AND WHAT HE THINKS IS BETTER HERE: Long, leisurely lunches with the people I love most; always learning something new; time for adventures AND relaxation; anticipation of tall mountains and coral reefs; ripe, delicious mangoes EVERY DAY.

WHAT RETTA MISSES: Lunch table conversations about sex, drugs and politics; no 24/7 time with Jack [ed.note: See?]; not sharing or negotiating for electronics; my bed, specifically my pillow; homeyness.

AND WHAT SHE THINKS IS BETTER HERE: The view from our apartment; the menu del dias and pastries; time for extracurricular activities [ed.note: I believe she is referring to typing, coding, photography, etc., not a Colombian boyfriend]; reading seven books in 3 weeks; being in a foreign country but having access to almost the same things.

WHAT JACK MISSES: In-N-Out burger; soccer fields made of grass, not concrete; talking to my friends [ed.note: they may respond more enthusiastically to monologues]; Panda Express; school [ed.note: Ms. Wollitz should be proud!].

AND WHAT HE THINKS IS BETTER HERE:  Bunuelos [fried, donut-like balls]; the challenge of not speaking your friends’ language [ed.note: he is now in charge of all conversations since he likes the challenge…]; the relaxation and time to do what I want; most of the pastries.

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IMG_7854 (1024x683)We spent last weekend in luxury at a dairy farm.  Our host, Andres, grew up in Colombia and then was in Eric’s fraternity at Brown, an experience which quite possibly defines “culture shock.”  His grandfather started the farm 80-odd years ago, when it covered half of a valley east of Medellin, and then divided it among his eight children, one of whom later was kidnapped for ransom and held for four months in the jungle within sight of his home.  He insisted that his captors let him shave every day, and came home transformed from the family curmudgeon to a new man.  The nonchalant delivery of stories like these — avoiding police checkpoints in Bogata after a bombing because an Envigado ID meant going straight to jail, gunshots outside the bedroom which ended up amusing because the security guard was shooting a rogue armadillo — continues to surprise me.  We are the first classmates of Andres to visit him in Colombia.

Andreas’ mother (as I mentioned above) is an American ex-pat who took only 30 years to learn to love blood sausage.  She and her incredibly charming husband raised three children in Medellin and sent them all to Brown, only to have them leave Colombia for years until it was reasonable to come home.  It took me almost a solid hour of conversation to regain my normal cadence in English; it was the first all-English dialogue I’ve had in three weeks, since I resolutely speak Spanglish with my family.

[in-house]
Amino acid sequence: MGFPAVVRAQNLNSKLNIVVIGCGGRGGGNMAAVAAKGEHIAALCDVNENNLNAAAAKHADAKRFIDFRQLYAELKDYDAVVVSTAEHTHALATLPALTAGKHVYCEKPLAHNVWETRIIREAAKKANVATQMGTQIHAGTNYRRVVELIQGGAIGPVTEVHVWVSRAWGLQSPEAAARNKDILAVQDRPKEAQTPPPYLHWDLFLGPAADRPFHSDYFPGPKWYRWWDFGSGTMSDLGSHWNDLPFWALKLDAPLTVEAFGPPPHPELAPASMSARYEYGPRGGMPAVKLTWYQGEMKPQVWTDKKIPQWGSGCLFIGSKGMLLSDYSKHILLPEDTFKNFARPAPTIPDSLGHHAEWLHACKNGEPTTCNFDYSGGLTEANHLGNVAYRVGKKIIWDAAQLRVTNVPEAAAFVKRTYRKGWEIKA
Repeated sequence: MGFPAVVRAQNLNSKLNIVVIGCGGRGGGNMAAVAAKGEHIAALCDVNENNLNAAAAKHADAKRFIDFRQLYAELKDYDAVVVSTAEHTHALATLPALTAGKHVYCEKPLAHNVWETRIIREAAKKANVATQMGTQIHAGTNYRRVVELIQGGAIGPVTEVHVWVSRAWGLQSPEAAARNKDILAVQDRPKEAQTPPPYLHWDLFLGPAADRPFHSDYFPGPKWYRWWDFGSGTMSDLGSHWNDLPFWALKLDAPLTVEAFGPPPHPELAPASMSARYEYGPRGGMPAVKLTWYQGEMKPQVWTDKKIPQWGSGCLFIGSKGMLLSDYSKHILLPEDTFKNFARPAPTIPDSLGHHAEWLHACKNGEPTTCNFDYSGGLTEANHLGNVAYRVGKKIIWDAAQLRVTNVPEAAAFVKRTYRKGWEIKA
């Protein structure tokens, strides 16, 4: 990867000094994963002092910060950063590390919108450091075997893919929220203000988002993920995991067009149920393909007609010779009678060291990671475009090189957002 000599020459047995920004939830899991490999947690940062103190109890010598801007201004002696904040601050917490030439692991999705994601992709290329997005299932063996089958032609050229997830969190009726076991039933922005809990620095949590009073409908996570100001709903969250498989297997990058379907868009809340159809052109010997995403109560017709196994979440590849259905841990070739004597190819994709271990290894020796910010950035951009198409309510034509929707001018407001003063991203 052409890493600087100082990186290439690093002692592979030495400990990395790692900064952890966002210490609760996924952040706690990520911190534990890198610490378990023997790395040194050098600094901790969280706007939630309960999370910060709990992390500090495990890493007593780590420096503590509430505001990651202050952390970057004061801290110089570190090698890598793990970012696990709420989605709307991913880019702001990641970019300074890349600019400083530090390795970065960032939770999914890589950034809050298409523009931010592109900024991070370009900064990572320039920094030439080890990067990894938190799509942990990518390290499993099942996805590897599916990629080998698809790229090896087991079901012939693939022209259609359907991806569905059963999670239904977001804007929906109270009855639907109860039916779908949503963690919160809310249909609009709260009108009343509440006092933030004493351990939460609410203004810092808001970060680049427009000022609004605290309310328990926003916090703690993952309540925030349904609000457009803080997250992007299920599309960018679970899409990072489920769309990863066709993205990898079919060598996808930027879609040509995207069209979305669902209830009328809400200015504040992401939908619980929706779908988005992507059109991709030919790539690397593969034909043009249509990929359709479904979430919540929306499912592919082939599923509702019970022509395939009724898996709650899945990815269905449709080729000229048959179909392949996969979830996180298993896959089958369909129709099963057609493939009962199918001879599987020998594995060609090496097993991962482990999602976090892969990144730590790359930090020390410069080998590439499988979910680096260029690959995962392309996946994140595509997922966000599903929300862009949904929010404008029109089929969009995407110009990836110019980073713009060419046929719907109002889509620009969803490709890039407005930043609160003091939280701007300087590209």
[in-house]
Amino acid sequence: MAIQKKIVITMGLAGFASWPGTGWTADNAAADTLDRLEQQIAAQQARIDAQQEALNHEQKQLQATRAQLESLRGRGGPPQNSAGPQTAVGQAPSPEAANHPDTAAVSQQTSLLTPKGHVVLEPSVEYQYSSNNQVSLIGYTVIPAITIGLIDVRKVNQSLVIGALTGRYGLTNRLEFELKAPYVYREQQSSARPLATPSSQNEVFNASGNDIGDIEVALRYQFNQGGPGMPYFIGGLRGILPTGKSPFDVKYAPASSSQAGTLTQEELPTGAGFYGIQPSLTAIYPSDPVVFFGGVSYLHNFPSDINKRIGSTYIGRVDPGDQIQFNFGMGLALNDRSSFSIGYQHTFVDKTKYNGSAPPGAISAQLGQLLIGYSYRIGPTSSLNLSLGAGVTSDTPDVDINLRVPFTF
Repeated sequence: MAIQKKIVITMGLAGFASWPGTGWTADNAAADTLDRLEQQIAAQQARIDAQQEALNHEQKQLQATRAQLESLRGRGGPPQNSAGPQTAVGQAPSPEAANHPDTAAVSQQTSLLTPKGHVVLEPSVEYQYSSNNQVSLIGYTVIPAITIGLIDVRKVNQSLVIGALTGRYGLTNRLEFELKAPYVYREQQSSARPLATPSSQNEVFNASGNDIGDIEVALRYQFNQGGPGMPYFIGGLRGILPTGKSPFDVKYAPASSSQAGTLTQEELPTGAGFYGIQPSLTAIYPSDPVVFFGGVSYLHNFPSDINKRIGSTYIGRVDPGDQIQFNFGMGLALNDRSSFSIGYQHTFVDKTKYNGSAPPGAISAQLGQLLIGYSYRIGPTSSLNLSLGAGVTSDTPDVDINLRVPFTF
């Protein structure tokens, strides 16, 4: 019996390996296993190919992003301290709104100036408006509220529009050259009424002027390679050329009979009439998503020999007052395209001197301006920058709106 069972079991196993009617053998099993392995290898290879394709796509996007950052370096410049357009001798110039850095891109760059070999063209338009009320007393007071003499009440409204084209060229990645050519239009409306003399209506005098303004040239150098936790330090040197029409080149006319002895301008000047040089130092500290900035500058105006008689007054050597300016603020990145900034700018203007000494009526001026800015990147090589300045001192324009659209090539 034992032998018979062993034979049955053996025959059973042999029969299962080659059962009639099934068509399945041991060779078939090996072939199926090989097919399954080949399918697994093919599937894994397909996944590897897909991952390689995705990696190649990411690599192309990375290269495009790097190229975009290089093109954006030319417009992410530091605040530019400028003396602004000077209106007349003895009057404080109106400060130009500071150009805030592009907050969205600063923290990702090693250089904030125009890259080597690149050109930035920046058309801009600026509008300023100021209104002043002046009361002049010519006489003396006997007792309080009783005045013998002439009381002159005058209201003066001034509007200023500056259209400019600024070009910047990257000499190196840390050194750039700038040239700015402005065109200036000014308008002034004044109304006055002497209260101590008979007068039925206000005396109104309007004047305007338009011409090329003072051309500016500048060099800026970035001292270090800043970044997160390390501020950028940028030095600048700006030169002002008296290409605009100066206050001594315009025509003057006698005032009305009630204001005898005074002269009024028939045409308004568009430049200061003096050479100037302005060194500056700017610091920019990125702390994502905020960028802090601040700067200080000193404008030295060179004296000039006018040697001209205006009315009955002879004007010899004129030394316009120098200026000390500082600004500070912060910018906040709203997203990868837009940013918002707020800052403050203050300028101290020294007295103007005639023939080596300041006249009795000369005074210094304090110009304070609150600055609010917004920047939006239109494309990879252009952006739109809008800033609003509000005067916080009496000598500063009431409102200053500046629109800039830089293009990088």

IMG_7845 (1024x683)We ate well, stopping at all of Andres’ favorite places on the drive: for the ingredients for ajiaco [a traditional Bogota soup], for smoked trout sandwiches (easily a Yelp-five-star restaurant, except in someone’s beautiful country home), for chicharrones [thick-cut, deep-fried bacon, if you can believe anything so delicious exists] and empanadas, and for obleas, an addictive traditional snack/dessert made of 6-inch-diameter communion wafers with arequipes [caramel sauce, but better] between them.  The dessert place, beside their $1 wafer-snacks, sells $0.50 popsicles; mine, arequipe-flavored, easily topped those artisanal popsicles we travel across town for in San Diego.  And then appetizers and wine and lasagne and…  oh, it really was such a lovely time.

We repaid their hospitality with the kids’ best magic tricks (some of which worked), thousands of questions about Holsteins and milking strategies and artificial insemination, teaching eight-month-old Emilio how to shake Sprite bottles (Jack, obv.) and two ways to prepare the kale that Nicolas planted in the garden (Retta taught him kale chips and I riffed on the feta/lemon salad).  I’d say we’re nowhere near even.

IMG_7673 (1024x765) Learning about milking and mastitis and the function of the one, sad Angus bull who, due to the wonders of plastic surgery, can’t do the one thing he wants to, but shows the farmers which cows are ready for artificial insemination.

IMG_7665 (1024x765)Playing with the ubiquitous big, scary guard dogs. IMG_7903 (1024x683)Victoria, Nicolas’ supposed-to-be-pygmy pig who spends her days napping and Hoovering up fallen guavas and oranges.

IMG_7907 (1024x683)One of our lovely hosts and charter member of the Jack Fan Club, Andres’ eight-month-old son

IMG_7969 (1024x683)Andres, machete-wielder extraordinaire, on the rock where he proposed to his wife six years ago

IMG_7973 (1024x683)The view from (close to) the top

IMG_8023 (1024x683)Yes, we hike.

IMG_8020 (683x1024) You know that scene in Romancing the Stone where Michael Douglas and Kathleen Turner — in order to escape from bad guys — slide out-of-control down a leafy tunnel in the jungle, landing in a river? After hacking our way straight up a hill, we descended the same “fun” way, albeit without the river landing. I believe we could all accurately estimate the precise amount of leaves and twigs in Kathleen Turner’s underwear after that scene.